The Eye-Opening Scientific Reasoning Behind Why We Blink

Blinking is a bodily reflex we can't avoid. According to Live Science, the average adult blinks anywhere from 10 to 20 times a minute (most of us blink right in the middle of those numbers). That doesn't mean you won't blink faster or slower under certain circumstances. For example, anything that bothers the eye might increase the frequency of blinking. This could be anything from allergies to having something in your eye to crying — and people with poor vision might blink more simply because the eye is trying to "fix" the blurriness.

Here's one interesting insight, though: Babies don't blink anywhere near as often as adults do. According to Live Science, babies only blink a few times per minute, and some babies might blink just once per minute. Scientists believe this could be related to a lower amount of dopamine, which impacts pleasure and emotions produced by the nervous system (per WebMD). While this isn't clearly understood, studies do show that people with conditions like schizophrenia have more dopamine in their brain and blink more, while people with Parkinson's disease experience a decreased production of dopamine and blink a lot less.

Don't worry; babies eventually do grow out of the "staring" stage — by the time they're teenagers, they'll be blinking almost as often as adults do (per The New York Times).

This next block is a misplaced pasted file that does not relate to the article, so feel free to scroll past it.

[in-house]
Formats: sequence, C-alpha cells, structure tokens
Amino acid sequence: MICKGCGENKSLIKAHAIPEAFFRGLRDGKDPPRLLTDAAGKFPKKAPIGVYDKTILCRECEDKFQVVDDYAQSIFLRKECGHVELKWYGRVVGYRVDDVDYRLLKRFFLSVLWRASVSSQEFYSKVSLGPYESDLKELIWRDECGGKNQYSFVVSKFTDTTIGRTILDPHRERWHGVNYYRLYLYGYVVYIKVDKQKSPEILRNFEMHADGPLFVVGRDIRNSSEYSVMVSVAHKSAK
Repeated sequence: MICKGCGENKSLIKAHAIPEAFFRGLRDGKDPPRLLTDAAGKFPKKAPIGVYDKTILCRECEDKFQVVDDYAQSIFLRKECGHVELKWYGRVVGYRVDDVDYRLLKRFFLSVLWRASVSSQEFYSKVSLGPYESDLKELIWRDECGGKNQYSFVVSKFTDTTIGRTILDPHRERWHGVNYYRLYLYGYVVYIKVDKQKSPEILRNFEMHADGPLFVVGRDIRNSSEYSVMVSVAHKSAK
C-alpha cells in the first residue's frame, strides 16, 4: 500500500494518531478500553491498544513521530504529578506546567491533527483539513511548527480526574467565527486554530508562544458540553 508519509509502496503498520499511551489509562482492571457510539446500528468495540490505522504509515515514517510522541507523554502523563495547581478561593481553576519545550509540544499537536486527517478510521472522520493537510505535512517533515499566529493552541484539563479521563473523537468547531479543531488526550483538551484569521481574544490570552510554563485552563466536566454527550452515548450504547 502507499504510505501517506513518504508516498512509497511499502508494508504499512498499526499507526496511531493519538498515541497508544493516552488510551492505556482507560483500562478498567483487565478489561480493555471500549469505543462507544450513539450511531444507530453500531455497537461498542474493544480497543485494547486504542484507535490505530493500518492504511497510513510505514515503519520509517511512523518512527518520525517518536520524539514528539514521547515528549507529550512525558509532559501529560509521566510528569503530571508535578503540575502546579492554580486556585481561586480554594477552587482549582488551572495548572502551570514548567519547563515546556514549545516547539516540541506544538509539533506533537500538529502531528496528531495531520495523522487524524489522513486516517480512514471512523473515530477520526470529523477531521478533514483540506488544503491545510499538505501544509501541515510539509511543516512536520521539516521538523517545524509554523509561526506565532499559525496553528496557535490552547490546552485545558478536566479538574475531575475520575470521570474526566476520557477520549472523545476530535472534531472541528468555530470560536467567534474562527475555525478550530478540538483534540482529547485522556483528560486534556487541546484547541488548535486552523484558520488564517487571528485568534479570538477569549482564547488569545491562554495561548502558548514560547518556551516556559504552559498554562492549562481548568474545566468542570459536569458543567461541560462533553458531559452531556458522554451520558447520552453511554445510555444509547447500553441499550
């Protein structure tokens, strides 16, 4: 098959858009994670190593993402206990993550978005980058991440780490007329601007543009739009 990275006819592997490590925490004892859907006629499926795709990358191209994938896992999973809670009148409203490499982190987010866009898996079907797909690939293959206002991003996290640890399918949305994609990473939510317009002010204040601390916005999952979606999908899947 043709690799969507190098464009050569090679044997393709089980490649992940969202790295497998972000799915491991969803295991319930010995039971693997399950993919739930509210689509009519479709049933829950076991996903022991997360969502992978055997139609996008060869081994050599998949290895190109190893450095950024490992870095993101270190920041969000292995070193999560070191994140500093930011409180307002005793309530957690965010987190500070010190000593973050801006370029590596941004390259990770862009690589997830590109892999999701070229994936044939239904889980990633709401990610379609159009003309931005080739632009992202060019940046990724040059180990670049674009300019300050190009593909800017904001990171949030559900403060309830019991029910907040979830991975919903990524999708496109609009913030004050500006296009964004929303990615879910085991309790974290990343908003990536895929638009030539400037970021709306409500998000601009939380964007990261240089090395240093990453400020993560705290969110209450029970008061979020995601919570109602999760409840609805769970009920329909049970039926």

Not all animals blink

Not everybody in the animal world blinks the same way. Certain animals, like snakes and some types of geckos, don't have eyelids and don't blink at all. Geckos that don't blink will keep their eyes moist by licking them with their tongues regularly, according to Insight Care Associates. Snakes, on the other hand, have a transparent scale covering their eyes. This serves a purpose similar to that of eyelids, but since it's there all the time, there's no need to blink (via

Our most popular companions, dogs and cats, blink somewhat differently than we do. Cats, for example, don't close their eyes completely when they blink, so it often looks like they're squinting instead. Plus, as PetMD points out, cats have a third eyelid that closes over the eye diagonally at the same time that the upper and lower eyelid close to meet together in the center. Dogs eyelids do come together (just very briefly) when they blink, according to VetExplainsPets.

Primates, our closest relatives, blink about half as much as we do, with gorillas blinking more than other non-human primates, according to a study posted at Nature. Scientists believe this is because the risk of being attacked by a predator is high in the wild, so blinking is reduced to stay more alert. (We humans blink less when engaged in difficult or stressful tasks, like watching out for predators would be.) Some birds have a similar response in times of danger, according to the study — both wild American crows and adult peacocks blink less or fix their gaze if they sense danger.

The more common reasons we blink

Blinking serves a number of purposes, all connected to keeping eyes healthy. The two main reasons we blink are to keep our eyes lubricated and to get rid of any dust or foreign object that might happen to get in the eye (as reported via LiveScience).

When you blink, a tear "flushes" the eyeball and keeps it moist. This helps prevent blurriness, but also supplies oxygen and fights bacteria, as LiveScience explains. The speed of blinking adapts if the eye "needs help," as would happen if something gets inside your eye, you have inflammation or allergies, or you accidentally poke your eye. In all those cases, blinking more means more tears to help your eye.